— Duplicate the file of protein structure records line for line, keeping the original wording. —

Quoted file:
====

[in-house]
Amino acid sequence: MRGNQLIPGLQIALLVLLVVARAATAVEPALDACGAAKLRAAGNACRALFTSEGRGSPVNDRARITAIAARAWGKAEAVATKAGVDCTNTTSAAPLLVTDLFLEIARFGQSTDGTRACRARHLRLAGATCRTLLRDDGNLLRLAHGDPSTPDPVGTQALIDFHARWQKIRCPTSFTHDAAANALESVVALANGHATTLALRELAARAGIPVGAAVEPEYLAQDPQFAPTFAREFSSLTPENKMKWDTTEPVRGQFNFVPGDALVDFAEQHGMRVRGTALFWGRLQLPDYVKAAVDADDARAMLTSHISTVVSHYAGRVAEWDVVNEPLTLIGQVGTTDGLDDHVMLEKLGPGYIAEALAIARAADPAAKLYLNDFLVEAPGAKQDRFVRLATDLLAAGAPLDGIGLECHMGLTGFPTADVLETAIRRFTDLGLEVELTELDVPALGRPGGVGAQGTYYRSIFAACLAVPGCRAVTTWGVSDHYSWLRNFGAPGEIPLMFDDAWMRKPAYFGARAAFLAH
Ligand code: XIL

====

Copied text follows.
[in-house]
Amino acid sequence: MRGNQLIPGLQIALLVLLVVARAATAVEPALDACGAAKLRAAGNACRALFTSEGRGSPVNDRARITAIAARAWGKAEAVATKAGVDCTNTTSAAPLLVTDLFLEIARFGQSTDGTRACRARHLRLAGATCRTLLRDDGNLLRLAHGDPSTPDPVGTQALIDFHARWQKIRCPTSFTHDAAANALESVVALANGHATTLALRELAARAGIPVGAAVEPEYLAQDPQFAPTFAREFSSLTPENKMKWDTTEPVRGQFNFVPGDALVDFAEQHGMRVRGTALFWGRLQLPDYVKAAVDADDARAMLTSHISTVVSHYAGRVAEWDVVNEPLTLIGQVGTTDGLDDHVMLEKLGPGYIAEALAIARAADPAAKLYLNDFLVEAPGAKQDRFVRLATDLLAAGAPLDGIGLECHMGLTGFPTADVLETAIRRFTDLGLEVELTELDVPALGRPGGVGAQGTYYRSIFAACLAVPGCRAVTTWGVSDHYSWLRNFGAPGEIPLMFDDAWMRKPAYFGARAAFLAH
Ligand code: XIL